Breast Cancer in Hispanics

Breast Cancer in Hispanics

Current statistics show that Hispanic women are less likely to develop breast cancer than non-Hispanic white women. Despite this, breast cancer is still the most common cancer among Hispanic women in the United States and the leading cause of cancer death in this group. 17,100 Hispanic women were diagnosed with breast cancer in 2012, and more than 2,400 were expected to die of the disease. Also, Hispanic women are more likely to be diagnosed after their breast cancer has progressed to a more advanced stage, and are more likely to die from their breast cancer, than non-Hispanic white women diagnosed at the same age and stage. 

Since these facts cannot be ignored, Hispanic woman need to know the most important facts about breast cancer:

  • Mammograms are x-ray pictures of the breast that can be used to check for breast cancer in women who have no cancer symptoms (screening mammogram).  Detecting breast cancer with screening mammography allows for effective treatment, usually before breast cancer has spread. Mammograms done every 1 to 2 years can help reduce the number of deaths from breast cancer among women ages 40 to 74, especially for those over age 50. 
  • If you notice any changes in how your breasts look or feel, check with your healthcare provider. Don’t ignore any symptoms. Most changes will not be from breast cancer, but they should always be checked.
  • Treatment is the same for all ethnicities, and involves a combination of surgery, radiation therapy, and medications (chemotherapy and/ or hormone blocking therapy).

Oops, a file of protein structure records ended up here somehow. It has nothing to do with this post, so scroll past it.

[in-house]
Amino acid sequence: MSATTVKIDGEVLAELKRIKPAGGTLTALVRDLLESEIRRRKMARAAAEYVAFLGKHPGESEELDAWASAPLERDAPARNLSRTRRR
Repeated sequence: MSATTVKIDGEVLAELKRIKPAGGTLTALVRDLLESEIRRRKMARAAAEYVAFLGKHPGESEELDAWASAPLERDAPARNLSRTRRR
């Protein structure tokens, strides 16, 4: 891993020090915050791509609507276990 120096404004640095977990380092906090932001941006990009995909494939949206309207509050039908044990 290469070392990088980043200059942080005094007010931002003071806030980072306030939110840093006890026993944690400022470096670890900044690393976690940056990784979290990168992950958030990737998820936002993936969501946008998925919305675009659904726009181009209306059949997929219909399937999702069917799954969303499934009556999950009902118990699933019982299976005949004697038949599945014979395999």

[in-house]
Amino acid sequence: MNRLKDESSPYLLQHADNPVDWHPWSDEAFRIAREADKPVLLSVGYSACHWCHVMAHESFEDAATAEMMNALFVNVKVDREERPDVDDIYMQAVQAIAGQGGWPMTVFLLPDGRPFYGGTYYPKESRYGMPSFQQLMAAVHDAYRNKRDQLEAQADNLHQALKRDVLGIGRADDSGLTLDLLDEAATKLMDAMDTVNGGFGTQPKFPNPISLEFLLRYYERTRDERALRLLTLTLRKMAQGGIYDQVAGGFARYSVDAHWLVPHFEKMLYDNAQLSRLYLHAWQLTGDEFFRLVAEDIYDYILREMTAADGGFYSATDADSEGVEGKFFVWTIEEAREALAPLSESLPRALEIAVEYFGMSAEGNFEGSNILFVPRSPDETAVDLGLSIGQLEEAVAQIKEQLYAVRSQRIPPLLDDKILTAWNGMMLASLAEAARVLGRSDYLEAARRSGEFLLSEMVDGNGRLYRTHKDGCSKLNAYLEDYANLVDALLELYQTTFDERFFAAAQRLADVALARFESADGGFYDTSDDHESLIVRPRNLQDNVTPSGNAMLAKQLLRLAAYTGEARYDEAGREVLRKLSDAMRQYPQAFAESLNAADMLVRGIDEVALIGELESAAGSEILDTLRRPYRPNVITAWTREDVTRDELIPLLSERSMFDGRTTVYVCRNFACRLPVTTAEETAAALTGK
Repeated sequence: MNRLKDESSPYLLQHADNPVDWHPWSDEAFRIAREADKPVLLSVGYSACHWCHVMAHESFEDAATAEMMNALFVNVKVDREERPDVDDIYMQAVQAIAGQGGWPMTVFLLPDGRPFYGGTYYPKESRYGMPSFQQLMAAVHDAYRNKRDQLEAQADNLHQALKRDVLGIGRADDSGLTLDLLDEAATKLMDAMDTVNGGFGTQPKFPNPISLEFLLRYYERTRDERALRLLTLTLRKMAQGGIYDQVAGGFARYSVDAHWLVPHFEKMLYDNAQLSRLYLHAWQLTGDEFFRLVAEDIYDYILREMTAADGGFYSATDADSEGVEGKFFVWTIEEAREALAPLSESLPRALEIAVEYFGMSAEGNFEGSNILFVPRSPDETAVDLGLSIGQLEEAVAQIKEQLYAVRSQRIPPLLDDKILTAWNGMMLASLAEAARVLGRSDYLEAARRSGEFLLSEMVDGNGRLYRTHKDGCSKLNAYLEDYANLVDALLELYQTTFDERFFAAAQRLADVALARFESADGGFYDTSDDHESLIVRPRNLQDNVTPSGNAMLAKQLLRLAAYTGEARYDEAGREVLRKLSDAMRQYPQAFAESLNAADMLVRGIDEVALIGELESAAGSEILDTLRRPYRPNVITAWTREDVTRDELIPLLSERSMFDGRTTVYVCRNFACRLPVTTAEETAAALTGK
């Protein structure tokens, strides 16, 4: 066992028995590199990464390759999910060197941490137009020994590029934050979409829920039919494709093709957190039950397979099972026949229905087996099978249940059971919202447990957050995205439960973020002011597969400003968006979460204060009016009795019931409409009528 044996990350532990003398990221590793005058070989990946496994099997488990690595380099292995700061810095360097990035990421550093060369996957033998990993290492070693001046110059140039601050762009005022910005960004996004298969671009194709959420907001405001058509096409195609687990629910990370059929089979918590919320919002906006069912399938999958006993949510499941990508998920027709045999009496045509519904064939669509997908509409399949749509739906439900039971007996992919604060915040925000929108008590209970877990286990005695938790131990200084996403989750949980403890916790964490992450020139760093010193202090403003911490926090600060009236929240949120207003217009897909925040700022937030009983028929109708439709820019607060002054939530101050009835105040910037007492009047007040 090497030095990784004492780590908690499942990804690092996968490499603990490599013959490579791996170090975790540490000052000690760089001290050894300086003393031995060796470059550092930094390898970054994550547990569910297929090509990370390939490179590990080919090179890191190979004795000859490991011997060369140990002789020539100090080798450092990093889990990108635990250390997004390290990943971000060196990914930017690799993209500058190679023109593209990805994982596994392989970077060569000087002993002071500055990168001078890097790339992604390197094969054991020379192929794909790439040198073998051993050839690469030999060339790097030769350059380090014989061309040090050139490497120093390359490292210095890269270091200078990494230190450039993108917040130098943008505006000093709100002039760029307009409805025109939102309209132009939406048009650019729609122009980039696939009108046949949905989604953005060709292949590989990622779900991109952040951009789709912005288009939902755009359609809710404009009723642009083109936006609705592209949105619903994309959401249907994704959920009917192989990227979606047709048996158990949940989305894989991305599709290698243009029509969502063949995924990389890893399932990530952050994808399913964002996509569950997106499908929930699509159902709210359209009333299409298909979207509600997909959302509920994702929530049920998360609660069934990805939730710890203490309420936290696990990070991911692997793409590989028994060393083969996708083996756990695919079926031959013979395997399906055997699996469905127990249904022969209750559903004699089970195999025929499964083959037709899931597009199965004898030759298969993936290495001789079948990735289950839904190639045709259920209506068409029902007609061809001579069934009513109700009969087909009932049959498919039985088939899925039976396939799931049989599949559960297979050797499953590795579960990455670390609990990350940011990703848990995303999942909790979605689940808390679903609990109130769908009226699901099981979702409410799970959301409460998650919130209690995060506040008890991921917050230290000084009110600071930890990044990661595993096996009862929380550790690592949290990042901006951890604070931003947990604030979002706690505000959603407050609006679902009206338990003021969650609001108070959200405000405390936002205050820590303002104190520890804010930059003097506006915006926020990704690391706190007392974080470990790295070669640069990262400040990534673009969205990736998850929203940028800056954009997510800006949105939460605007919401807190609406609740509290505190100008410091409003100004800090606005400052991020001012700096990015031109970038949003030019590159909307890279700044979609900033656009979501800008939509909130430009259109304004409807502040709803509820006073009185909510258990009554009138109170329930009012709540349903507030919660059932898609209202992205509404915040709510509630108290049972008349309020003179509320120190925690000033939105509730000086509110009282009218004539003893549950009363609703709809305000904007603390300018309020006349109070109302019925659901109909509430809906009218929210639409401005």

• More than four out of five Hispanic women diagnosed with breast cancer will survive at least 5 years after diagnosis. 

Many risk factors that can increase your chance of developing breast cancer have been identified. Some cannot be changed, like your age or a history of breast cancer in your family. Having a risk factor doesn’t mean that you will get breast cancer. Some risk factors can be modified, especially those that Hispanic woman adopt when living in America:

  • Breastfeeding and having children reduce the risk of breast cancer.
  • Women considering hormone therapy for menopause should know that combination therapy––which includes both estrogen and progestin––increases the risk for breast cancer. 
  • Exercise may help lower breast cancer risk. Physical activity should be a part of your everyday life, even as little as 4 hours a week.
  • Being obese after you reach menopause increases your risk for breast cancer, so you should maintain a healthy weight at any age. 
  • A diet low in fat, low in sugar and high in fiber may reduce your risk of breast cancer.
  • Drinking alcohol can increase your breast cancer risk.  

To help you get and stay healthy, most private health insurance plans and Medicare cover mammograms, and counseling on obesity, alcohol misuse, exercise and nutrition.


  1. National Cancer Institute, Lifelines: Useful Information about Breast Cancer for Hispanic Women. Available at:

  2. Nelson, R. Breast Cancer Risk Varies Among Mexican-Born and American-Born Hispanics. In Medscape: February 09, 2009. Available at: